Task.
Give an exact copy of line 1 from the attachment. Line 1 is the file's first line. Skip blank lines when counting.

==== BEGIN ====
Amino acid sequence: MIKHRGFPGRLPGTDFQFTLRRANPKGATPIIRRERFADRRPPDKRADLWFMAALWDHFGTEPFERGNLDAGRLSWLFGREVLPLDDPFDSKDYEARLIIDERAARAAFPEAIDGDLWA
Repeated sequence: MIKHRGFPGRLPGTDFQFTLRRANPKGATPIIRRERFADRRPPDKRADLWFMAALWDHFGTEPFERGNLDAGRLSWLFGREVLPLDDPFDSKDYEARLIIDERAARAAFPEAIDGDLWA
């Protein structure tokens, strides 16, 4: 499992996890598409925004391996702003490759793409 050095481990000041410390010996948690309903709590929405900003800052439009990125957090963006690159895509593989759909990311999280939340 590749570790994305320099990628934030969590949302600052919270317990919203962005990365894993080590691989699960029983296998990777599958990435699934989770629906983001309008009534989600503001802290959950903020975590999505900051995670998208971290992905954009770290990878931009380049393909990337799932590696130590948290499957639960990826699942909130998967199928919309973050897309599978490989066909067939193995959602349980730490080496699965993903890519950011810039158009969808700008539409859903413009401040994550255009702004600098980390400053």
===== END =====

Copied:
Amino acid sequence: MIKHRGFPGRLPGTDFQFTLRRANPKGATPIIRRERFADRRPPDKRADLWFMAALWDHFGTEPFERGNLDAGRLSWLFGREVLPLDDPFDSKDYEARLIIDERAARAAFPEAIDGDLWA